Fisher F75 changing frequencies
Factory re-set procedure
Fisher F75 factory pre set

That's the basic F75 SE info now let's get out into the field and see how it performs
Fisher F75 SE field review
Out in the field
Out first two tests required the small 5" DD coil, the first site was a patch of land heavily in crop, with small bare patches where it had failed, these were our target area's. Recently I have made some video's of machines using small coils on this very same strip of land, so anything found would be a bonus.
As you can see Aaron had a very limited area to search but we still managed to get some interesting targets ranging form 12 bore pellets to large coin sized pieces of lead that gave a booming signal at around six inches, our best find was a small thin Jetton which again was a ringing signal.

Our second trip out was purely by chance, we got a call from a local Archaeologist team wanting us to search some trenches at short notice, it was another ideal time to test the small coil.

Again the F75 was very adaptable and coped easily with the tasks put before it, using all metal and watching the screen numbers gave us a very good idea of the targets in the trenches, so it's a massive thumbs up for the 5" coil.
How deep is the Fisher F75 SE ?
They say pictures are better than a thousand words, so a video is conclusive proof, I must apologise for the poor sound there was a freak wind storm, normally I would have trashed the video but there was so much interesting footage I felt it was worth up loading, just click on the picture below to watch the video test
Metal detector video review
Fisher F75 se video

 Fisher f75 se video review

Fisher F75 review by Dave Corsey

Fisher F75 SE new user review


Picking up the F75 se for the first time I could see it was a purposeful piece of kit and was inspired to crack on with some field testing.

The overall feel and balance felt it was light enough to swing all day long, I could sense this machine was going to be fun. The design and ergonomics is very focused for the job in hand compared to some other brands I have recently tested.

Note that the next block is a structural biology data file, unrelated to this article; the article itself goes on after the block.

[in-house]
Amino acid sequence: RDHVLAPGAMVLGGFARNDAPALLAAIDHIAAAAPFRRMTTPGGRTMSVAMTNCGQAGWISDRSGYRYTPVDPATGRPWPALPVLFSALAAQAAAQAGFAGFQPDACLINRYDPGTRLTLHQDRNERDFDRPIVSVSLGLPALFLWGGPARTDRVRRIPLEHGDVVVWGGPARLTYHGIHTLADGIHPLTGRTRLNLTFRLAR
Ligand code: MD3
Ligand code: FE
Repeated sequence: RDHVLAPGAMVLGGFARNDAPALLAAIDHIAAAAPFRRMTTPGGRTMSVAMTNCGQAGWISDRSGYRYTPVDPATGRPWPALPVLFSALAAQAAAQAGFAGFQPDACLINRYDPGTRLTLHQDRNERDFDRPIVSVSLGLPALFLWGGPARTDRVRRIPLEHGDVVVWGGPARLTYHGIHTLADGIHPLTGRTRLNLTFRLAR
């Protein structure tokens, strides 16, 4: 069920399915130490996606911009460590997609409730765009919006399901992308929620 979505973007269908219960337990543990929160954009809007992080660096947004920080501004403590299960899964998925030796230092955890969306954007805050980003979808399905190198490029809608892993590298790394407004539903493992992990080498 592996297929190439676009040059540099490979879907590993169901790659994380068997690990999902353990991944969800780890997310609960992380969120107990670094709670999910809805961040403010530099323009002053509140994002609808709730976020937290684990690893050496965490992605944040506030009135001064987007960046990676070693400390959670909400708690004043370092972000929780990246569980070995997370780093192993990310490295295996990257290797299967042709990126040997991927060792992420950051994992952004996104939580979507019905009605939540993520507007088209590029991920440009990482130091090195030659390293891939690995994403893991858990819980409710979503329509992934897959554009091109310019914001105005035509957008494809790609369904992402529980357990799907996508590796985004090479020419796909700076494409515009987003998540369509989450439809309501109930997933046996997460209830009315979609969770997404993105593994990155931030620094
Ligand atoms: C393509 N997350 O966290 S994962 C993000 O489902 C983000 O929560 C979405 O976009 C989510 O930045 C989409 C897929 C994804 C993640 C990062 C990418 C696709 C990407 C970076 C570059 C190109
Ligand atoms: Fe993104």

The control unit looks tidy and meaningful with a very well thought out display; everything is clearly displayed, as a new user I found it quick and easy to understand.

I felt that a nice little design touch was the ability to squeeze the arm cup at the sides to make for a more comfortable grip round the back of your arm, also open it up a little to accommodate a thick jacket sleeve on those colder days.

No need for a strap as this machine is balanced well enough so you never feel the arm cup drop away from the back of your arm or slop around.

The three piece stem is sturdy and accompanied by camlocks, so providing assembled correctly you will have no stem wobble even in amongst the hard stubble.

Holding the firm durable grip on the F75 se felt like it gave more control with each swing, some detectors I have tried in the past feel a little awkward due to having a soft thicker grip that twists while swinging, these soft grips makes a detector feel a little sloppy and over nose heavy and loose.

The F75 only uses 4 aa batteries, some might think that this detector hasn’t the power or stamina to get the job done, Think Again !.


This is as simple as finding a quiet spot on the ground free of any metallic items and then pumping the coil up and down 4-5 times while the trigger is pushed forward.

This method is called FAST GRAB

You just need to listen out for the audio to become even, so as you raise the coil up off the ground around 6 inches you’ll  hear a slight hum and lowering the coil about an inch from the ground until you hear an even audio tone response on the up and down.